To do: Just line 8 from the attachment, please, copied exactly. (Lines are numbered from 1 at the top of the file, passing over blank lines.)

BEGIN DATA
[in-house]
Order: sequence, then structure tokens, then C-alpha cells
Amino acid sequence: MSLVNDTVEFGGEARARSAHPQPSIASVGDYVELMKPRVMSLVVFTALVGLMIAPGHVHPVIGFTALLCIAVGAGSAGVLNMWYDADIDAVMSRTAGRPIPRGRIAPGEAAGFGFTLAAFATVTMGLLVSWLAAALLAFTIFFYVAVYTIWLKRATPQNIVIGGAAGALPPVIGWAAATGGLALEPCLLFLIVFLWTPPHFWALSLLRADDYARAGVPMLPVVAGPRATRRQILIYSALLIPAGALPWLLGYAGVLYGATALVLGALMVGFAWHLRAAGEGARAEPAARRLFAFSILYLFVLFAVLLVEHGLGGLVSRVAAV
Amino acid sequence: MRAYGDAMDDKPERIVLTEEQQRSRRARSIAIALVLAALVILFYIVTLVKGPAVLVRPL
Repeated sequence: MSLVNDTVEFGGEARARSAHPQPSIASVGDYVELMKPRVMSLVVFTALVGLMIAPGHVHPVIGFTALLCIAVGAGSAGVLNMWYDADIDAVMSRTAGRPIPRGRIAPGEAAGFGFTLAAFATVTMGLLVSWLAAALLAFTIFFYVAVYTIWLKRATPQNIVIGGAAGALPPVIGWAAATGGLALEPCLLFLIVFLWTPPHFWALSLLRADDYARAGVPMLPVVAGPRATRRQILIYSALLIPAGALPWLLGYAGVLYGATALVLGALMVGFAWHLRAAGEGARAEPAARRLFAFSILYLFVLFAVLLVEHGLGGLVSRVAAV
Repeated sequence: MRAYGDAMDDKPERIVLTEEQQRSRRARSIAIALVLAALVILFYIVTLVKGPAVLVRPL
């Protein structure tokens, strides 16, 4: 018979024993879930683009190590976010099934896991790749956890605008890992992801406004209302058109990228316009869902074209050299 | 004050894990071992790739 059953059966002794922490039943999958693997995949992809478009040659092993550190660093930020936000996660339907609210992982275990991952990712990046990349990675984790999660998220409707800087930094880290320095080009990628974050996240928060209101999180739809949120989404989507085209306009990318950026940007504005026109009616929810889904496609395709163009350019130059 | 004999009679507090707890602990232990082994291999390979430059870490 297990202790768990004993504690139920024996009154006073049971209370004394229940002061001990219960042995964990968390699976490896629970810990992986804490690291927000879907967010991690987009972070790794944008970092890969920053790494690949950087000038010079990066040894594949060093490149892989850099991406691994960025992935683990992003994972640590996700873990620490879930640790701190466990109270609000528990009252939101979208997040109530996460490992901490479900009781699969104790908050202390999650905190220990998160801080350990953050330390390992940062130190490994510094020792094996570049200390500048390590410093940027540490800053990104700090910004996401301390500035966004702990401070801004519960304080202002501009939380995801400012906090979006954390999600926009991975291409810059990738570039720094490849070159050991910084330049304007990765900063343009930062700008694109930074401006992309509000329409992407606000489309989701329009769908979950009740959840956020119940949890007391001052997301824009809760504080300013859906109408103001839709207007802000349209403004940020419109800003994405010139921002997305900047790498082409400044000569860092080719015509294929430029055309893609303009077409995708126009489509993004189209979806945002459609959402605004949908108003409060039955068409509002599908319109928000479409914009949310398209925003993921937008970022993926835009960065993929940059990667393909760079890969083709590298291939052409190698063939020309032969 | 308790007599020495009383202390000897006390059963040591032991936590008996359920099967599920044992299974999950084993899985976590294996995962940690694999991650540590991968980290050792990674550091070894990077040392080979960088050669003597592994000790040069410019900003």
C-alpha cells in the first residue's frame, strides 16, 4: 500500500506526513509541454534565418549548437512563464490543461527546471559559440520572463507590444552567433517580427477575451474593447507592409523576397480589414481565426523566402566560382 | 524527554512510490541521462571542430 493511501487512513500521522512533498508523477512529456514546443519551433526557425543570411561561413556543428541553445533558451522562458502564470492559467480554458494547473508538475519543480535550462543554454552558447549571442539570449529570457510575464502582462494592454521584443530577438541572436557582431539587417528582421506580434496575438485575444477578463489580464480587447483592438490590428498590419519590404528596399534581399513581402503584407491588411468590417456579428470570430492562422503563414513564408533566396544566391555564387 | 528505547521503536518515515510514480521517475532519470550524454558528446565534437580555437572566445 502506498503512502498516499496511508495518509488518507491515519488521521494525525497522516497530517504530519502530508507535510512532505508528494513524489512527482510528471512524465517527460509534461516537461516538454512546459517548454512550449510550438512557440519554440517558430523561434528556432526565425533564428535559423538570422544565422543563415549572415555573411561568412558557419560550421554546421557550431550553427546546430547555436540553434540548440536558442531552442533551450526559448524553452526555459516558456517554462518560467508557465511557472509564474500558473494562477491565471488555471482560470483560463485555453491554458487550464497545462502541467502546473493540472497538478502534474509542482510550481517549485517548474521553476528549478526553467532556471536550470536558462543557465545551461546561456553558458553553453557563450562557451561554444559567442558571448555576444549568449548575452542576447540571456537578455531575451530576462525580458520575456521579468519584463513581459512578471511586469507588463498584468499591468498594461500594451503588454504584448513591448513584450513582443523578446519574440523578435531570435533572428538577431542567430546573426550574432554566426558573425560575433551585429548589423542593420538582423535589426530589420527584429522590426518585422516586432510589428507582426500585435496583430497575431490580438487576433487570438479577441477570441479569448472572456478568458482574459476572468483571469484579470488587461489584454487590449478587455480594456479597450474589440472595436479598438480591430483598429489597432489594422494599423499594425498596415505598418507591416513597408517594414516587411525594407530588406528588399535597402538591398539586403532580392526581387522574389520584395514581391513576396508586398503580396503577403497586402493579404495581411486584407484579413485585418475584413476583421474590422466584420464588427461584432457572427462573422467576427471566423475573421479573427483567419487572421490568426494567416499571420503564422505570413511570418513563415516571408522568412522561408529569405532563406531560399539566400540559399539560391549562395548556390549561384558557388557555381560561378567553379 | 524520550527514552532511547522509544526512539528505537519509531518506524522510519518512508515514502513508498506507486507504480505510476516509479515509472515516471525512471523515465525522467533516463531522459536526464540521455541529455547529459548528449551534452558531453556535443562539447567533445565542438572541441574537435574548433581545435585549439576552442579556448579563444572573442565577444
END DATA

C-alpha cells in the first residue's frame, strides 16, 4: 500500500506526513509541454534565418549548437512563464490543461527546471559559440520572463507590444552567433517580427477575451474593447507592409523576397480589414481565426523566402566560382 | 524527554512510490541521462571542430 493511501487512513500521522512533498508523477512529456514546443519551433526557425543570411561561413556543428541553445533558451522562458502564470492559467480554458494547473508538475519543480535550462543554454552558447549571442539570449529570457510575464502582462494592454521584443530577438541572436557582431539587417528582421506580434496575438485575444477578463489580464480587447483592438490590428498590419519590404528596399534581399513581402503584407491588411468590417456579428470570430492562422503563414513564408533566396544566391555564387 | 528505547521503536518515515510514480521517475532519470550524454558528446565534437580555437572566445 502506498503512502498516499496511508495518509488518507491515519488521521494525525497522516497530517504530519502530508507535510512532505508528494513524489512527482510528471512524465517527460509534461516537461516538454512546459517548454512550449510550438512557440519554440517558430523561434528556432526565425533564428535559423538570422544565422543563415549572415555573411561568412558557419560550421554546421557550431550553427546546430547555436540553434540548440536558442531552442533551450526559448524553452526555459516558456517554462518560467508557465511557472509564474500558473494562477491565471488555471482560470483560463485555453491554458487550464497545462502541467502546473493540472497538478502534474509542482510550481517549485517548474521553476528549478526553467532556471536550470536558462543557465545551461546561456553558458553553453557563450562557451561554444559567442558571448555576444549568449548575452542576447540571456537578455531575451530576462525580458520575456521579468519584463513581459512578471511586469507588463498584468499591468498594461500594451503588454504584448513591448513584450513582443523578446519574440523578435531570435533572428538577431542567430546573426550574432554566426558573425560575433551585429548589423542593420538582423535589426530589420527584429522590426518585422516586432510589428507582426500585435496583430497575431490580438487576433487570438479577441477570441479569448472572456478568458482574459476572468483571469484579470488587461489584454487590449478587455480594456479597450474589440472595436479598438480591430483598429489597432489594422494599423499594425498596415505598418507591416513597408517594414516587411525594407530588406528588399535597402538591398539586403532580392526581387522574389520584395514581391513576396508586398503580396503577403497586402493579404495581411486584407484579413485585418475584413476583421474590422466584420464588427461584432457572427462573422467576427471566423475573421479573427483567419487572421490568426494567416499571420503564422505570413511570418513563415516571408522568412522561408529569405532563406531560399539566400540559399539560391549562395548556390549561384558557388557555381560561378567553379 | 524520550527514552532511547522509544526512539528505537519509531518506524522510519518512508515514502513508498506507486507504480505510476516509479515509472515516471525512471523515465525522467533516463531522459536526464540521455541529455547529459548528449551534452558531453556535443562539447567533445565542438572541441574537435574548433581545435585549439576552442579556448579563444572573442565577444